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Finding community in Christmas
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"All the worlds a stage, and all the men and women merely players," wrote Shakespeare. Who knew he was talking about Christmas? - photo by Tiffany Gee Lewis
This weekend, the lights will go up onstage as my son and I perform in the holiday musical Miracle on 34th Street.

The audience will watch what happens between the two rolled-back curtains: The made-up actors dressed in their Christmas best, the glittering set pieces and the spots of bright light shining down on the stage. Theyll see little Susan Walker twirling in her blue taffeta dress, Santa riding across the stage in his sleigh and the pizzazzy final song in the courtroom scene.

What they wont see, or perhaps appreciate, is the host of volunteers who made this production happen.

They wont see the fleet of costumers who sewed shiny brass buttons on 13 band uniforms or the parents assigned to wrangle the kids and shush them in the wings. Nor will they notice the whispered directions of the stage manager as we roll the unwieldy Christmas tree to its mark stage left.

They might not appreciate the work of the prop specialist, who has labeled and organized the rows of props backstage, or the vocal coach who reminded us at every rehearsal, Diction, folks! It all sounds like mush! And for heavens sake, cut off on beat three.

No one gets rich off community theater. In fact, 95 percent of those involved are volunteers, retired kindergarten teachers who have a knack for sewing, choreographers, set designers, families who come on Saturdays to paint the backdrops, violinists who want to keep up their skills in the pit orchestra and older couples fulfilling a lifelong dream.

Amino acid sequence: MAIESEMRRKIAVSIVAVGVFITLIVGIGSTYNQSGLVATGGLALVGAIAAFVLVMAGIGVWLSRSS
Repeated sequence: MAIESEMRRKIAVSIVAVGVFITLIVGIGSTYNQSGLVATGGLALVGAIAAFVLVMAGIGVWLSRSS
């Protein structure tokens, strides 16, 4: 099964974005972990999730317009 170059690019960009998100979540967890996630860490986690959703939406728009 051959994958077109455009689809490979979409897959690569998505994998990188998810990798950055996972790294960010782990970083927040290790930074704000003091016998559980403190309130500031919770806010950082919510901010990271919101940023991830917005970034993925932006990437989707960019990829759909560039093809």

Thats community right there.

I cant think of a more fitting time to be involved in a community play than Christmas. Well, I can think of a less busy time, but putting together a production at the peak of the holiday season forces a different perspective.

In our individualistic society, even holidays such as Christmas have become about the one: shopping for each friend or family member, making those frenetic trips to the grocery store for more butter and sugar, slaving alone in the kitchen making cookies or toffee. Even online shopping, one of lifes great modern miracles, is a solitary act.

That is probably why most of us look forward to the shared events of Christmas: the dance studios Nutcracker performance, the middle school orchestra scratching its way through Jingle Bells, the elementary choir singing on the raised platform in the mall, all the way down to the grand Messiah concerts at the cathedral.

To me, coming together at Christmas is a reminder of that great Nativity night. It, too, was a volunteer production with a wide-ranging cast, from humble shepherds to scene-stealing kings. There was music from an angelic choir, an overture of greater things to come, and from the heavens came a solitary spotlight, shining on a small babe in a manger.

Like many of you, we re-create this scene each Christmas in our living room, wrapping scarves around our heads like makeshift turbans, improvising barn animals with the house cat, using whatever small child will hold still the longest as the Christ child. We narrate the story from Luke 2, and it becomes, in all its unrehearsed glory, a sacred ritual.

All the worlds a stage, wrote Shakespeare, And all the men and women merely players; They have their exits and their entrances; And one man in his time plays many parts.

The roles we play at Christmas, from holiday shopper to loving friend to choir member and volunteer, all make up the meaningful parts of this holiday. And whether your Christmas involves a large production on a gilded stage or a simple re-enactment of the Christmas story, whether youre center stage or working the drop fly in the wings, youre a part of the story in this seasons great production.
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